Bongo or Belanda peoples
Funerary Figure, late 19th-early 20th century
Republic of the Sudan
94 ½ × 11 1/8 × 12 ½ in. (240 × 28.3 × 31.8 cm)
3-D Object/Sculpture
1983-029 DJ

Photo: Hickey-Robertson, Houston
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This exceptional work was probably created at the turn of the 20th century to memorialize the achievements of a respected man, most likely a hunter or perhaps a community leader. Commissioned by his family, it would have been erected at the first anniversary of his death to commemorate his deeds, along with a public recitation of his specific contributions in protecting and providing sustenance for his community. The great size and artistic mastery of this work indicates that it honored a particularly high-ranking individual. The artist shaped a single tree trunk of mahogany into a simplified human form of singular power. The figure stands with flexed knees, and his pulled-back arms are held tightly against the body, emphasizing the expanse of his taut chest. This gives the figure a compelling sense of potential movement and controlled authority. Heavy rains smoothed its surface over the years and the weathered patina speaks to the many decades the figure stood as a sentinel at the celebrated man’s tomb.


The sculpture is one of 17 works collected by Christian Duponcheel in southern Sudan (now South Sudan) in 1972; together they mark the introduction of a rare and old corpus of Sudanese figural works to the west. Six of these sculptures, representing the apogee of this style, are now in some of the world’s most renowned museum collections. The Menil Collection’s funerary figure is distinguished among them by its unusually large size and its sensitive and expressive composition.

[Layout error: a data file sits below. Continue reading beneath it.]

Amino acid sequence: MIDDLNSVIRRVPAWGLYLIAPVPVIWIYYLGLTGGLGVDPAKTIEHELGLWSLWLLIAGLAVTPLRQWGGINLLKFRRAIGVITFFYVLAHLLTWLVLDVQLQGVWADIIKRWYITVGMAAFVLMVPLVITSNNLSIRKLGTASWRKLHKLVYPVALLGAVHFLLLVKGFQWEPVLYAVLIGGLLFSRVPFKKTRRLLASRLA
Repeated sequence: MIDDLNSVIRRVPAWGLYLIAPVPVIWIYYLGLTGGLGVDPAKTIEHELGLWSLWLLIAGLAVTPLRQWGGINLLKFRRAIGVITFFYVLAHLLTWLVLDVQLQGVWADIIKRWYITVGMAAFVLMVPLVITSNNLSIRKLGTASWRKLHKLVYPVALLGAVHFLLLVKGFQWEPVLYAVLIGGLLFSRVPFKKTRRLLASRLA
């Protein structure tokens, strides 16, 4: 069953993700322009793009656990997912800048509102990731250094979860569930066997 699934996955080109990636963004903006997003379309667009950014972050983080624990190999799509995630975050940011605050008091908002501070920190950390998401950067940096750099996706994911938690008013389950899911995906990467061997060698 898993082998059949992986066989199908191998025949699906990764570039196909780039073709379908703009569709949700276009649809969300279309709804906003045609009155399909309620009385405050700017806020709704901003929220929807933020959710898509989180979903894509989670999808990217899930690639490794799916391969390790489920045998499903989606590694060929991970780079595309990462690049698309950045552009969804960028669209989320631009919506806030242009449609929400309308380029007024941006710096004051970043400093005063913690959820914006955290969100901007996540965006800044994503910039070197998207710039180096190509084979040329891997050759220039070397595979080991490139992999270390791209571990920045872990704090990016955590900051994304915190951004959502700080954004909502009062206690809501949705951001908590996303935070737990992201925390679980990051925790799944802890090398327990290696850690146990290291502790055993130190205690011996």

Although the work is attributed to “Bongo” or “Belanda” peoples, these names are really a creation of the literature. Bongo is used by a group in southwestern Sudan to identify themselves as “men” in the generic sense; the term also refers to a language group. Belanda is a shortened form or “Beer-landa,” which refers to Luo-speakers who also live in southern Sudan. The term literally means “Luo-speakers of the hill.” Both peoples were predominately subsistence agriculturalists. They were nearly annihilated at the turn of the twentieth century, victims of slave raids, local wares, and the Anglo-Egyptian reconquest of Sudan in 1898. Today they are few in number and live in sparsely populated rural areas. They continue to commission memorial statuary.


Prita Meier, African Art from The Menil Collection (2008)